A final explanation for Johnson’s absence from the historical record may be the most significant. It involves not his reputation but that of the music he played, with which he became literally synonymous—more than one generation of Southerners would refer to popular dance music simply as “old Frank Johnson music.” And yet, in the course of the twentieth century, the cluster of styles in which Johnson specialized––namely, string band, square dance, hoedown––came to be associated with the folk music of the white South and even, by a bizarre warping of American cultural memory, with white racial purity. In the nineteen-twenties, the auto magnate Henry Ford started proselytizing (successfully) for a square-dancing revival precisely because the music that accompanied it was not black. Had he known the deeper history of square dancing, he might have fainted…

…Giddens’s father, David, who is white, taught music and then worked in computer software for most of his career. “As a teacher, he got all of the hardened kids,” she said, meaning behaviorally challenged students. He met Rhiannon’s mother, Deborah Jamieson, when they were both students at the University of North Carolina at Greensboro. Theirs was a rare interracial marriage in a city where, cultural diversity aside, the Klan murdered five civil-rights activists in 1979. Rhiannon’s parents divorced when she was a baby, around the time that her mother came out as a lesbian…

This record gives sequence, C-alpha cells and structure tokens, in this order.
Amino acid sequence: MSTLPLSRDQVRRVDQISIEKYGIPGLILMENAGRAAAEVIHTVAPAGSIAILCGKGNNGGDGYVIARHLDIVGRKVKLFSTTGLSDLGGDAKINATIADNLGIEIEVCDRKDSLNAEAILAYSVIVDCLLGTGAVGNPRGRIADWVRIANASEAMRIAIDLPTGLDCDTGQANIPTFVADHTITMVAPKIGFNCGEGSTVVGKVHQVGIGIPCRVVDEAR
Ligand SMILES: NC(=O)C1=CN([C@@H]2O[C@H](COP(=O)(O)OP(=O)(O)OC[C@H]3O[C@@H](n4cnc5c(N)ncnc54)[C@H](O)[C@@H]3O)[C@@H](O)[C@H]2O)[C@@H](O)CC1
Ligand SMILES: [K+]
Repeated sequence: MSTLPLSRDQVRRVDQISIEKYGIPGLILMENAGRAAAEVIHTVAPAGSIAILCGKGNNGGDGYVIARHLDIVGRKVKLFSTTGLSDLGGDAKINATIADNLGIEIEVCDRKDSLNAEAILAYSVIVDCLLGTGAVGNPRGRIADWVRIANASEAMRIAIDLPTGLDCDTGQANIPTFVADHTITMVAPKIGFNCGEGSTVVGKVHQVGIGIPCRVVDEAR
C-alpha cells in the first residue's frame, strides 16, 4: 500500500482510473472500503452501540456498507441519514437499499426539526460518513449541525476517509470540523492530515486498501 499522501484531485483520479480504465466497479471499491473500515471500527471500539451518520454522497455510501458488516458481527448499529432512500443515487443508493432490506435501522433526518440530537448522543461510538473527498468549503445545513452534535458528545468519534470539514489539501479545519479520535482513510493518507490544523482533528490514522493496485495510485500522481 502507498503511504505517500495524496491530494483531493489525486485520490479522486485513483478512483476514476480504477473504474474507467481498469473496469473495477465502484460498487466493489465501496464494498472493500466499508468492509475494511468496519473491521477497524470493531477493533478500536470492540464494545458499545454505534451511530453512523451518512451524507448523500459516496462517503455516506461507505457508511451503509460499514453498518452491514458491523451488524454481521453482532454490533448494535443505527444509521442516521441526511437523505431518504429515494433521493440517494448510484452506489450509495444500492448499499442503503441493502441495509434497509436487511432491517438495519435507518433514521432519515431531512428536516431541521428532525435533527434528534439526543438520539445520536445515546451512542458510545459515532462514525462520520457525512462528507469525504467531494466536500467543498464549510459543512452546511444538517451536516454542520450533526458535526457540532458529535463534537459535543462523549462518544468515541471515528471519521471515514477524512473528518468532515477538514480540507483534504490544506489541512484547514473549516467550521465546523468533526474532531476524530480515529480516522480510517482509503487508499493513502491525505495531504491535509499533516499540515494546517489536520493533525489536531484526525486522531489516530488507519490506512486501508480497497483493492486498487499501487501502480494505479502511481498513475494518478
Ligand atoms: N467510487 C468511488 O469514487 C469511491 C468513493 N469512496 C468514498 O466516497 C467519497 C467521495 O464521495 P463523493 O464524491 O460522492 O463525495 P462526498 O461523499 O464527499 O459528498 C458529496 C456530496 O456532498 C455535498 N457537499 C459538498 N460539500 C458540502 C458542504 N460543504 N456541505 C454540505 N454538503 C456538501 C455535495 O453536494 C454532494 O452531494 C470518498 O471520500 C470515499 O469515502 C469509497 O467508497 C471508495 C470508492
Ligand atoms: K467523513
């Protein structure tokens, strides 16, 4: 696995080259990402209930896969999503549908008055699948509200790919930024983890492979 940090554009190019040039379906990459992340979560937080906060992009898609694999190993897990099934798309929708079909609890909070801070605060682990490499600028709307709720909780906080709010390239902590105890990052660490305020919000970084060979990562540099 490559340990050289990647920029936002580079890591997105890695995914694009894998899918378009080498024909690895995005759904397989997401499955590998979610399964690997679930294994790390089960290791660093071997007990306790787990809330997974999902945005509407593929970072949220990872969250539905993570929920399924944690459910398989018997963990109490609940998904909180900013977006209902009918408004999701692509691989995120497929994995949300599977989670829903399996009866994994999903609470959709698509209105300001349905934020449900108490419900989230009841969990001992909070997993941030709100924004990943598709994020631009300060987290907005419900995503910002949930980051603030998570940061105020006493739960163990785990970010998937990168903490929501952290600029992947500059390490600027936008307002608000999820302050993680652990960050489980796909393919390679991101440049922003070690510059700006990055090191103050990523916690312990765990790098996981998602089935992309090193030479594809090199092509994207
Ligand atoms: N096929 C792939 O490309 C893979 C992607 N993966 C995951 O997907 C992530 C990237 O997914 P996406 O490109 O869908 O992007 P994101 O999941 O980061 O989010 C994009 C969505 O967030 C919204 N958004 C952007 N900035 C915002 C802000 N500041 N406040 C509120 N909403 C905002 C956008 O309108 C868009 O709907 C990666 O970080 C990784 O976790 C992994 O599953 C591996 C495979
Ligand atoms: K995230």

…Giddens talks about her “black granny” and her “white granny.” At one point, her black grandfather and her white grandmother were both working at the Lorillard Tobacco factory in Greensboro. Once, when her white granny needed help with her taxes, she went to Giddens’s black grandfather to get it. But Giddens dismissed the idea that her life was defined by a two-sidedness. “It’s the South, isn’t it?” she said. “The point is that they are different—but the same.”…